Capitol View Commentary: Friday, April 6, 2012
By Pat Nolan, Senior Vice-President, DVL Public Relations & Advertising
April 6, 2012
QUALIFYING; FINAL WEEKS LOOM ON THE HILL; INSIDE POLITICS
The qualifying deadline for political races always brings up some interesting story lines for the campaigns ahead. That sure is the case with the qualifying deadline yesterday (April 5) for those running in the August and November elections.
As far as the legislative races in Davidson County, you'll see a strong trend of members of the Metro Council trying to go to the Hill. At least four current council members want to be in the General Assembly (I heard several others thought seriously about it but did not file petitions). In some cases, those running are trying to take advantage of vacancies created by retirements of long time lawmakers (Bo Mitchell is seeking to take over Gary Moore's seat and Jason Potts wants to fill the seat held by Janis Sontany). Others are challenging incumbents, who themselves were once in the Council (Robert DuVall is taking on Sherry Jones and Darren Jernigan is running against Jim Gotto).
Why do Council members want to also serve on the state level? Well, I am sure they would tell you about their desire to continue and expand their service to the public. But it should also be pointed out that being a state lawmaker can be an ongoing career, while being a council member is limited to no more than two terms (8 years). By the way, Council members elected to the General Assembly can legally hold both positions at the same time. Over the years, many have done so. Gary Odom, Tim Garrett, Sherry Jones and Janis Santany come to mind).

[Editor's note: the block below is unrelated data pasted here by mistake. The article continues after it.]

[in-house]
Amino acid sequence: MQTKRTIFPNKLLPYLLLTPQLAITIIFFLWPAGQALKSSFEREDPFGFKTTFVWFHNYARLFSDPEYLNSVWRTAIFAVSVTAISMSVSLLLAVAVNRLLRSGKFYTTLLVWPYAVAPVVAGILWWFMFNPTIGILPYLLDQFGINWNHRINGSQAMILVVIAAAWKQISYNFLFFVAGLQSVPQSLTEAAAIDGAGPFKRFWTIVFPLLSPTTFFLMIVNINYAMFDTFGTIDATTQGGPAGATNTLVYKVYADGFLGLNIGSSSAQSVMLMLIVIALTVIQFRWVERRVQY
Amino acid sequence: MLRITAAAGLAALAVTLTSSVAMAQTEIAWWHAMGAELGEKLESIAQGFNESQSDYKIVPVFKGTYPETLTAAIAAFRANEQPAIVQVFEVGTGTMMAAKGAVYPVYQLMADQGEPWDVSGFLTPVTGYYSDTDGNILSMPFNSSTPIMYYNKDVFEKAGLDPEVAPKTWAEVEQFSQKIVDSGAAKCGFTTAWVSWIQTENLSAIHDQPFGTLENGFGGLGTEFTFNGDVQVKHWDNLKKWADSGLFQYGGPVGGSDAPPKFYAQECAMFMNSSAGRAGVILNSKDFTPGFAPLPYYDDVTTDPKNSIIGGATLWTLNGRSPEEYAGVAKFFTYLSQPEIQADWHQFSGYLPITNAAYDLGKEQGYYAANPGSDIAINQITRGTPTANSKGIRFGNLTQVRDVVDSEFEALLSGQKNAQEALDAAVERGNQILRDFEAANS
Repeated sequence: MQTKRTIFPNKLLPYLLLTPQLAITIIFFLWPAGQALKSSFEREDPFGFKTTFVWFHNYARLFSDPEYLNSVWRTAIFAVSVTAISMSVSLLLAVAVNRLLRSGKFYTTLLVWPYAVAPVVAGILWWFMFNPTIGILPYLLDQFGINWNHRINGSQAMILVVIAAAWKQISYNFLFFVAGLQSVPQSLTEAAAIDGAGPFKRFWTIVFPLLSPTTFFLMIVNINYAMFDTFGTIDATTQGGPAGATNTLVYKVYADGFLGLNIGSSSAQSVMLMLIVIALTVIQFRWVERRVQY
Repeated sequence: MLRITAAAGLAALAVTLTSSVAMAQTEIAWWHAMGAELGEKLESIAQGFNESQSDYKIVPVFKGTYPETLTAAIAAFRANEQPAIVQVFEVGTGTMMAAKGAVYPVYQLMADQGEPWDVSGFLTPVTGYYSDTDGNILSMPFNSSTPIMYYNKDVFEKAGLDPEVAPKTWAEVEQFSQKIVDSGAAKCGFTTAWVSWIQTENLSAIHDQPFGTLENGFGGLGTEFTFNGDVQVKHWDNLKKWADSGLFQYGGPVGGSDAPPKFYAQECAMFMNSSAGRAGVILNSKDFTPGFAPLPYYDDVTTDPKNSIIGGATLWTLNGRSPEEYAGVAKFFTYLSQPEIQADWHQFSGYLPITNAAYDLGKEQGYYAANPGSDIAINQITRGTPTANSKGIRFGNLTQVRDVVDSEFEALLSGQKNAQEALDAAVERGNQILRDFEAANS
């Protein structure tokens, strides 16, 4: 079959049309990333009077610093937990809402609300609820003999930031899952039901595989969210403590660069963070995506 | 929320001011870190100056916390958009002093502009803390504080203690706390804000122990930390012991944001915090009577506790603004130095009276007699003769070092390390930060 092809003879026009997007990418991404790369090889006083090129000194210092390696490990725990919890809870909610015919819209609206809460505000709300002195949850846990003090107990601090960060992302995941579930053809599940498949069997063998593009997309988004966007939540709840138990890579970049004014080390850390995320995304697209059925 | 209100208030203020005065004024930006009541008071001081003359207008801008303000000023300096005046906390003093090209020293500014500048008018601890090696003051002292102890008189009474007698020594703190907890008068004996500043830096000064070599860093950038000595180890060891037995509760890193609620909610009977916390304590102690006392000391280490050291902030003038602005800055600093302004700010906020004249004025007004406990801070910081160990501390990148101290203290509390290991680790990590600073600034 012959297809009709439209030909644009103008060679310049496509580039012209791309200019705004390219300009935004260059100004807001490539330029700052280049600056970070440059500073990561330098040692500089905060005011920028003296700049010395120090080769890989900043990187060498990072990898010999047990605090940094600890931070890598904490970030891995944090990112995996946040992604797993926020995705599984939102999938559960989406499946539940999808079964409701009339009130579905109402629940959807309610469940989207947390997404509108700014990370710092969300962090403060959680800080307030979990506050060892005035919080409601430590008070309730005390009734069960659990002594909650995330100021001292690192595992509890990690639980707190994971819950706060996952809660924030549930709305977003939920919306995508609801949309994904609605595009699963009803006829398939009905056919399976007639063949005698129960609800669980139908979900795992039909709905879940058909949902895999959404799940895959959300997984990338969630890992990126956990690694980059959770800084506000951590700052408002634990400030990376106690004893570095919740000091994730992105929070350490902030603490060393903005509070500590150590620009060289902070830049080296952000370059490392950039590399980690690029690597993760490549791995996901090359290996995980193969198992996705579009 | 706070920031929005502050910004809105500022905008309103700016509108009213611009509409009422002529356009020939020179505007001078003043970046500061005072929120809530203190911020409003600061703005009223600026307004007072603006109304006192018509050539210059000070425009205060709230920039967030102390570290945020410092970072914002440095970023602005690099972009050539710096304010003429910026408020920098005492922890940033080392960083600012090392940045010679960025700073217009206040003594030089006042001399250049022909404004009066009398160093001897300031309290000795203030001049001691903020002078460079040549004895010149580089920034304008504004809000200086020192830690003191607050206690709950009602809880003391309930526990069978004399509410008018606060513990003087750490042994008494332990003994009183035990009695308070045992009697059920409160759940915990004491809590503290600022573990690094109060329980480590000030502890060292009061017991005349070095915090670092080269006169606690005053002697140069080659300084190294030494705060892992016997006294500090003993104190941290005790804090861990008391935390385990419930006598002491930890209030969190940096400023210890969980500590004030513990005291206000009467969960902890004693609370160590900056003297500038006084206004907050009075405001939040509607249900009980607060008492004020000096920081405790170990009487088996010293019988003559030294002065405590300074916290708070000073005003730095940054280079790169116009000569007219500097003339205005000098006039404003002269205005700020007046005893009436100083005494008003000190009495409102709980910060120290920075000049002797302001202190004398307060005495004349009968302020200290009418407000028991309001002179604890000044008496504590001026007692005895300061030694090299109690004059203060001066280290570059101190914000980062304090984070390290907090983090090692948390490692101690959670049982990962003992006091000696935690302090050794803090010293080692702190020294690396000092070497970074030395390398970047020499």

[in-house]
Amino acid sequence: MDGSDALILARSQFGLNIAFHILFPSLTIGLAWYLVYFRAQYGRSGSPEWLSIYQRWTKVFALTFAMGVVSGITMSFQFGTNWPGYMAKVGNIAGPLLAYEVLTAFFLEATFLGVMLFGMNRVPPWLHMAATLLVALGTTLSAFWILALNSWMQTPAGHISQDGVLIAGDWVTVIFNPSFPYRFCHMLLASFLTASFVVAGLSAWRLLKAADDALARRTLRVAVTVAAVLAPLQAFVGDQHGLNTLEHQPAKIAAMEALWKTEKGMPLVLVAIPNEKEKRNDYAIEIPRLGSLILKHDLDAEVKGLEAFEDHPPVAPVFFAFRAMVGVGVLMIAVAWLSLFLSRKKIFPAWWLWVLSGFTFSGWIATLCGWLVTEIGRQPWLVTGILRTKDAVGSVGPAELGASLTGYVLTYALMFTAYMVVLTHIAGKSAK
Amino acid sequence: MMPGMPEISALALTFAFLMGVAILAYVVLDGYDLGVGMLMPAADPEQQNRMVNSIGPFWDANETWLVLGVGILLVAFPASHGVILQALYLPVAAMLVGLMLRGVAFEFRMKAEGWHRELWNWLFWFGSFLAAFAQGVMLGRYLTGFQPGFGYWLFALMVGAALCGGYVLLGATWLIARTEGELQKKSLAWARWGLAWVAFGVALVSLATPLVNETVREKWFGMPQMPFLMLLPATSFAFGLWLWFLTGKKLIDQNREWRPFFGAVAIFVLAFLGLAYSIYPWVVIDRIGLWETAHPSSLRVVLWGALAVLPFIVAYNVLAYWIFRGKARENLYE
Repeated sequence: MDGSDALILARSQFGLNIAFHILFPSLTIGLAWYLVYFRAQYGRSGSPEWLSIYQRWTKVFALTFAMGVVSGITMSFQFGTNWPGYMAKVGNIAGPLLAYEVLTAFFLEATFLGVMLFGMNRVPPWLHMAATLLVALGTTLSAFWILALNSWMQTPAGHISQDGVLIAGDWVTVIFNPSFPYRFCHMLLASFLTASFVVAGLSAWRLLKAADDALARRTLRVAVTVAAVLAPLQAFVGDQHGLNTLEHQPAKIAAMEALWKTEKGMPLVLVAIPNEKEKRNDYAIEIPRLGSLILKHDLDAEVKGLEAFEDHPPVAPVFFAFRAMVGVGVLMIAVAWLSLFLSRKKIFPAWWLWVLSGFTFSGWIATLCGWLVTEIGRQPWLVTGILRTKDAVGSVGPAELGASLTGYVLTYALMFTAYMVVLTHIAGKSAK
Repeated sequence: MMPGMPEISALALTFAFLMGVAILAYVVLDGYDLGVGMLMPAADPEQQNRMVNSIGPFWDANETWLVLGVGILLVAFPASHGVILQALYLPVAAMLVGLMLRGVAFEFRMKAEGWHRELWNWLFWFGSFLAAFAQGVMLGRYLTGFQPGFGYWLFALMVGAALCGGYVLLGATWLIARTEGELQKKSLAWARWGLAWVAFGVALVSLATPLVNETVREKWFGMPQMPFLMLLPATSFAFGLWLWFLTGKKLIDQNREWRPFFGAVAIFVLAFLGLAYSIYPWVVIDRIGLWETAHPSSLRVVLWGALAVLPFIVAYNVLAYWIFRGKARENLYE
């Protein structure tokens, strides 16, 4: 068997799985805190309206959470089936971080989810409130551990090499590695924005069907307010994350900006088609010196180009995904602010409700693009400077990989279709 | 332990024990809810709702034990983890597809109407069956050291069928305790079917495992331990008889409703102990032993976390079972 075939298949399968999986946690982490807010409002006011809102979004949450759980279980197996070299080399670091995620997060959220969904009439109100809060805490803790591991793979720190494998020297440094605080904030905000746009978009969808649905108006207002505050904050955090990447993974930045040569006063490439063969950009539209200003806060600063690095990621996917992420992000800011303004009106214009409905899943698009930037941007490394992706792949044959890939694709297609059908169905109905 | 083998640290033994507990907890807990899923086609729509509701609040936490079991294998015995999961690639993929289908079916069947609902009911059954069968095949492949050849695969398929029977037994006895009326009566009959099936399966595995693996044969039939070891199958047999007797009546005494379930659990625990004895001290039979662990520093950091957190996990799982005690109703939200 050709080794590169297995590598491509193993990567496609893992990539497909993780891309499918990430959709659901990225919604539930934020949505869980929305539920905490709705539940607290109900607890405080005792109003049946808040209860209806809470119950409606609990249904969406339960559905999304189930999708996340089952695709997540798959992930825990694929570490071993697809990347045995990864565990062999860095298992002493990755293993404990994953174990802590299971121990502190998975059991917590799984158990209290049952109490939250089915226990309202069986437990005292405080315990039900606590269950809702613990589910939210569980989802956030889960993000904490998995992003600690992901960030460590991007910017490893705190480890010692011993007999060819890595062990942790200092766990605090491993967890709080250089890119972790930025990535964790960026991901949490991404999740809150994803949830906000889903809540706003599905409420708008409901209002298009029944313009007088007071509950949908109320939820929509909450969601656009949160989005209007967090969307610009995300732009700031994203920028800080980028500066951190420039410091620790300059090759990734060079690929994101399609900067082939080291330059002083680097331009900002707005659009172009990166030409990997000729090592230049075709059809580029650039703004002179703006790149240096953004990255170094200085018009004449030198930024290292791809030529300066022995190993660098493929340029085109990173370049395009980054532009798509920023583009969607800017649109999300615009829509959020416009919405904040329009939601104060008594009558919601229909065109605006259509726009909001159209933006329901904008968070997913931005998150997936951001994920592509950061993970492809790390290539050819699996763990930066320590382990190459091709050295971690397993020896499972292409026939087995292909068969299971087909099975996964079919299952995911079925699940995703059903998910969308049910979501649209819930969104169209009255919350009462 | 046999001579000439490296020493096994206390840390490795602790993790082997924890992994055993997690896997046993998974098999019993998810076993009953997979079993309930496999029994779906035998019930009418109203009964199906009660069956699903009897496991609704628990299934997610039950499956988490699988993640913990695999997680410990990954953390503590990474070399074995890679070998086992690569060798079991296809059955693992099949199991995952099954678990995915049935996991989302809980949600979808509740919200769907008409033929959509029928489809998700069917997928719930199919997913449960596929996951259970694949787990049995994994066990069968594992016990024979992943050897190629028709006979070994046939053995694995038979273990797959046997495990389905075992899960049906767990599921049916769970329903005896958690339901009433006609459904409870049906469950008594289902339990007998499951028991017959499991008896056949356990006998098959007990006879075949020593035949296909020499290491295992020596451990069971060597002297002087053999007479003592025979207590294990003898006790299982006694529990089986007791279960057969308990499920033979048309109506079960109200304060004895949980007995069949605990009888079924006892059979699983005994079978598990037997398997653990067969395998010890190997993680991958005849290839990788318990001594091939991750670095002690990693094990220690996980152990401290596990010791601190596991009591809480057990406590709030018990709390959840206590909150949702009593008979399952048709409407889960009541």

Dual service is a lot of extra work and it hasn't been done much in recent years. But if these four council members are successful this August and November we could see several more folks doing double duty on each end of Deadrick Street downtown come next January.
There is also a bit of a council-flavor (at least former Council members) in the upcoming Metro School Board elections. According to reports in THE TENNESSEAN (April 6) Anna Page is taking on Will Pinkston, a former TENNESSEAN reporter and an aide to former Governor Phil Bredesen in District 7, while two former Councilmen, Bob Bogen and Eric Crafton will square off in District 9 (with four other opponents). The Bogen-Crafton race is a bit of rematch from some years ago when Bogen (long time MNEA Executive Director) ousted Crafton from his district seat largely due to voter unhappiness with the construction of a Super WalMart in the district.
There is even some council flavor to what may be the most interesting Metro School Board race where two incumbents have been thrown together in the same district (District 1). Sharon Gentry, the wife of Davidson County Criminal Court Clerk Howard Gentry (who is also a former Vice Mayor and Councilman-At-Large) will be seeking to hold on to her seat against the dean of the School Board, Ed Kendall, who was brought into the same district with Gentry after the lines were redrawn.
Political comebacks and even revenge are potential themes in some of the upcoming races.
Over in Wilson County, former State Representative Susan Lynn will seek to return to the House seat she gave up two years ago to make an unsuccessful run for the State Senate. She will try to defeat Representative Linda Elam, a former mayor in Mt. Juliet. But Lynn may really have to defeat State Senator May Beavers, who bested Lynn in 2010 to keep the Senate seat. The two have a long history of not getting along politically.